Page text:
Living in a new country as a refugee or trying to change your immigration status can be very stressful. Maybe you are worried that a family member will face deportation. No matter the situation, you want to do everything in your power to ensure that you or your loved one will be able to legally stay in the United States. How could a psychological evaluation help you?
Immigration Psychological Evaluation
For many immigration applications, a psychological evaluation can support your case. This evaluation provides a clear portrayal of your story and describes the hardship you have already faced or expect to face in the future due to deportation. If you have suffered any psychological or physical abuse, it is valuable to have the mental impact of this abuse well documented.
This article provides a brief description of the kinds of cases in which a psychological evaluation may be helpful. However, this is not legal advice. Consult your attorney about whether a psychological evaluation would support your case.
Extreme Hardship Waiver
In extreme hardship cases, a waiver can be provided to an applicant if their removal from the US would cause “extreme hardship” for a family member who is a citizen or lawful permanent resident. Your case must show that there will be extreme hardship if family members are separated due to deportation or if family members must relocate with the one being deported. Extreme hardship is defined by the US Citizenship and Immigration Services as a hardship that is more than what is commonly expected for family separation or relocation. Factors in determining hardship may include access to health care, finances, education, caring for family members, safety, and social or cultural impact.
A psychological report can help to clearly document your situation and the hardship that would result in either family separation or relocation. If separation or relocation may include mental health concerns, a psychological report is invaluable to describe how mental health is likely to be impacted.
Spousal Abuse (VAWA)
The Violence Against Women Act (VAWA) was created to provide a pathway to legal status for family members who have experienced abuse from a U.S. citizen or lawful permanent resident (LPR). An immigrant family member is usually reliant on a U.S. citizen or LPR to petition for legal status on their behalf. But for cases in which there has been abuse, VAWA provides protection for individuals to apply without the knowledge, consent, or participation of their abuser. This protection is not just for women, but includes all spouses, children, and parents who have suffered abuse and who would otherwise be dependent on their abuser to apply for immigrant status.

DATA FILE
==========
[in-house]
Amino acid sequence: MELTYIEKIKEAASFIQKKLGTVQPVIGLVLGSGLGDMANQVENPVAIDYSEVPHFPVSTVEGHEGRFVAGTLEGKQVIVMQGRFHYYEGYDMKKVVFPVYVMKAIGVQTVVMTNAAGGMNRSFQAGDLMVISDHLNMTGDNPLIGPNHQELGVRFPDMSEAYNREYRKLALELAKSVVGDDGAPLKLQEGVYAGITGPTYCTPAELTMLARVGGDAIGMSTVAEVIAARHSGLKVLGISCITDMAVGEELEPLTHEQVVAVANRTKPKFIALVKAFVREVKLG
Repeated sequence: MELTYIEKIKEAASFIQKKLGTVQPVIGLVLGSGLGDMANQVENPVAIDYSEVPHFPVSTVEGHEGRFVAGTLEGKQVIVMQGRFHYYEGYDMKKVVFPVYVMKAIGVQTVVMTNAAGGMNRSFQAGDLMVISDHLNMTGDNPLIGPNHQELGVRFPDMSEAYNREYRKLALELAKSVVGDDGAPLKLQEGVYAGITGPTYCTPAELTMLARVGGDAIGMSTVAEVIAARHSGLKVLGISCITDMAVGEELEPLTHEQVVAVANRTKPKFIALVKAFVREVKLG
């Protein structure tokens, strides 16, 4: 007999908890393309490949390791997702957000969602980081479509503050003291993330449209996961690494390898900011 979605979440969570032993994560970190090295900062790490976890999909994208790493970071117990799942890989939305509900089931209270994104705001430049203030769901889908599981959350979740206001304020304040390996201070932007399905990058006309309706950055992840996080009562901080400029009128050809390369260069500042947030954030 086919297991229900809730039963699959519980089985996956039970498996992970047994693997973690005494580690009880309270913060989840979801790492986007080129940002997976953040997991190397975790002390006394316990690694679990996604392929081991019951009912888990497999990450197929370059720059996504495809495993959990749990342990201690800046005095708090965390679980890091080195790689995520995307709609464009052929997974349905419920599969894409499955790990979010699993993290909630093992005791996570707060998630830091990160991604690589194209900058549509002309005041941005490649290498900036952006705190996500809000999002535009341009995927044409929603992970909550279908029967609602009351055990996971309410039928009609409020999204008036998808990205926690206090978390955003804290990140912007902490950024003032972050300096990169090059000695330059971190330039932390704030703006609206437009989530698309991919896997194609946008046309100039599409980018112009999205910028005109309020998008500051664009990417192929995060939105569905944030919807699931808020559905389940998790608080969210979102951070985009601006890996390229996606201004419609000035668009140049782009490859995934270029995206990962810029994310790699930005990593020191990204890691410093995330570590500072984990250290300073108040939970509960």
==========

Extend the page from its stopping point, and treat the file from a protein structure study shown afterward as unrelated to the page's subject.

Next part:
Abuse in these cases is described as “battery and extreme cruelty.” This includes physical and sexual abuse as well as non-violent acts or threats of violence that are used to control the victim (ex. isolation, blaming, threats of deportation, etc.)
A psychological evaluation can be provided as evidence to demonstrate battery and extreme cruelty. Meeting with a psychologist for an evaluation allows clear documentation of the psychological and emotional hardship you have experienced. It allows your story to be portrayed accurately and compassionately in a comprehensive written report.
A U Visa is similar to a VAWA case in that it allows an individual to self-petition for legal status due to having been the victim of a crime. It provides protection for those who have “suffered substantial mental or physical abuse.” In order to meet requirements, the victim must be willing to participate with law enforcement.
In these cases, a psychological evaluation can be helpful to document and provide evidence for the mental and emotional impact of abuse.
Lastly, a psychological evaluation may be helpful if you are seeking asylum. In order to receive asylum status in the United States, you must show that you have suffered persecution or have a well-founded fear of persecution in your home country. Persecution may be based on factors such as race, religion, nationality, political opinion, or membership in a social group experiencing discrimination.
A psychological evaluation documents the persecution or suffering you have already experienced before coming to the United States or the reason why you are fearful that you would not be safe if you returned to your home country. It can also help document the reasons why you did not apply within the year deadline of arrival in the US, if applicable.
In all of these cases, you want a professional who will treat your case with compassion and expertise. I will work closely with your immigration attorney to create a helpful report that clearly documents what you have been through, your current situation, and any hardship you expect in the future. A psychological evaluation gives you confidence that your unique immigration story will be heard and that evidence for mental health impact will be presented.
Extreme Hardship Waiver: https://www.uscis.gov/policy-manual/volume-9-part-b
U Visa: https://www.uscis.gov/policy-manual/volume-3-part-c-chapter-1